On June 2nd, the Department of Justice revealed that during the administration of former President Donald Trump, the DOJ acquired the phone records of four reporters from The New York Times. The phone records date from the first several months of 2017.
Which president in American history did the most for First Amendment freedoms either in or out of office? This is a deliciously difficult question because the vast majority of the occupants of the Oval Office were, at times, hostile to the First Freedom. Recent presidents simply do not make the grade for their in-office activities.
Fox’s lawyers argue that they had a First Amendment privilege to report newsworthy allegations–even false ones–in a neutral way. They also claim that Smartmatic failed to establish a key requirement of a defamation claim—that Piro, Dobbs, and Bartiromo acted with “actual malice.”
Twitter, Facebook, and a host of other privately-held companies have imposed bans on President Donald J. Trump, believing that his incendiary comments on January 6, 2021, helped fan the flames of outrage that resulted in an assault on the Capitol. Trump and others have decried the social media blackout as a direct assault on conservative points of view, and as a draconian targeting of only certain types of speech.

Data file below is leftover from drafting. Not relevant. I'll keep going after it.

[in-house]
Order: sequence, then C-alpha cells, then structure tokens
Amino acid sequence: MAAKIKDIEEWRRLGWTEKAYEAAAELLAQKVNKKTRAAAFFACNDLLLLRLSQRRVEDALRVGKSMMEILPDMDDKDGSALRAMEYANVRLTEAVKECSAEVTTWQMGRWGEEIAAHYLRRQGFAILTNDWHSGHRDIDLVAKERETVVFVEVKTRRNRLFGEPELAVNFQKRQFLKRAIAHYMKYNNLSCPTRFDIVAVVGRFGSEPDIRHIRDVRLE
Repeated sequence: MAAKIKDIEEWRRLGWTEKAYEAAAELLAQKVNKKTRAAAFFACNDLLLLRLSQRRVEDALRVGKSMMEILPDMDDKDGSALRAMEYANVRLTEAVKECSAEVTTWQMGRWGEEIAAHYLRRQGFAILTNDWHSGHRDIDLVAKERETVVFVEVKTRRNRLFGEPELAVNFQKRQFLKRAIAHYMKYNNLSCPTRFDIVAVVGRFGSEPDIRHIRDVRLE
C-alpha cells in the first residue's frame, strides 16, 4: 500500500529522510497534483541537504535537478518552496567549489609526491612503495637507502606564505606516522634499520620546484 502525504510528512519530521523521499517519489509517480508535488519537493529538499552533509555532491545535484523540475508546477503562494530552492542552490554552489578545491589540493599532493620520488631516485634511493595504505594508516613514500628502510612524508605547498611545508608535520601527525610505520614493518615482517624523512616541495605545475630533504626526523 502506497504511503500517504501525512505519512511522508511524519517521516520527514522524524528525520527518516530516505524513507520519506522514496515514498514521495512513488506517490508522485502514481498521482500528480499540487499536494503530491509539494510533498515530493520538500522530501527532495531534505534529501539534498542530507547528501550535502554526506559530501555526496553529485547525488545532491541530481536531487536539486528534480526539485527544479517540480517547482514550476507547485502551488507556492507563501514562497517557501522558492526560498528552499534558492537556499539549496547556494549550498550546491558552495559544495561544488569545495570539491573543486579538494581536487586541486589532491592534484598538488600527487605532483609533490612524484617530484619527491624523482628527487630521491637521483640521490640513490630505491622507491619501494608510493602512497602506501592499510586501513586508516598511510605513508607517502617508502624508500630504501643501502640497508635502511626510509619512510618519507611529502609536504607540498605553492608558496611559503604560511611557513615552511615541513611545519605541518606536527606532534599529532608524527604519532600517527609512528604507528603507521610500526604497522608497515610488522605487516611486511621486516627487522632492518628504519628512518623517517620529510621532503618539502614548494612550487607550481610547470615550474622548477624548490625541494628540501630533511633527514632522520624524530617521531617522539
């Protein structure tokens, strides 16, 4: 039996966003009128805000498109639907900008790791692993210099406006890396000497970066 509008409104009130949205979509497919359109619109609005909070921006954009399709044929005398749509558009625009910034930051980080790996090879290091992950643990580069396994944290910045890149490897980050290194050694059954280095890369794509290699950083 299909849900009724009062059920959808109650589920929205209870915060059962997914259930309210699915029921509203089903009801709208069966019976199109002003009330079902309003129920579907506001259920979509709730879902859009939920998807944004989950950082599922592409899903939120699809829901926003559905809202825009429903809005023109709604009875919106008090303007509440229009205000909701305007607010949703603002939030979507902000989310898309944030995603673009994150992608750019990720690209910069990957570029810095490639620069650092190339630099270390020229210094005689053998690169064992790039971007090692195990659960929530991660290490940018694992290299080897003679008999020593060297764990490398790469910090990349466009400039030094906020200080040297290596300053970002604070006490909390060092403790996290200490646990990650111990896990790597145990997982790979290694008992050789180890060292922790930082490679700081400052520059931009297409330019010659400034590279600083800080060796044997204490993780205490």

On January 8th, Dominion Voting Systems filed a $1.3 billion defamation lawsuit against former Trump lawyer Sidney Powell. Filed in the U.S. District Court for the District of Columbia, the suit alleges that during a press conference, rally, and media appearances, Powell “falsely claimed that Dominion had rigged the election, that Dominion was created in Venezuela rig elections for Hugo Chavez, and that Dominion bribed Georgia officials for a no-bid contract.”
On January 6th, President Donald Trump held a rally near the White House and urged his supporters to march on the Capitol where members of Congress were certifying the results of the 2020 presidential election. “We’re going to walk down, and I’ll be there with you,” he said. “You’ll never take back our country with weakness. You have to show strength, and you have to be strong.”There is no doubt that Trump’s speech was inappropriate, imprudent, rash, offensive, and even repugnant. But, it is more difficult to determine whether Trump’s comments constitute incitement to imminent lawless action, a type of speech not protected by the First Amendment.
On December 24, 2020, a federal judge dismissed a $250 million defamation lawsuit against The Washington Post that was filed earlier in the year by Rep. Devin Nunes (R-CA). The suit, filed on March 3, 2020 in the U.S. District Court for the Eastern District of Virginia, alleges that Nunes was defamed in a Post article that referred to a conversation Nunes had with President Donald Trump about an intelligence briefing.
From the moment the 2020 presidential election was called in favor of Joe Biden, three prominent conservative cable companies, Fox News, One America News Network (OANN), and Newsmax have repeatedly questioned the accuracy of the results. Now Smartmatic, a voting technology company, is threatening to sue the networks for false claims they published or republished about its product.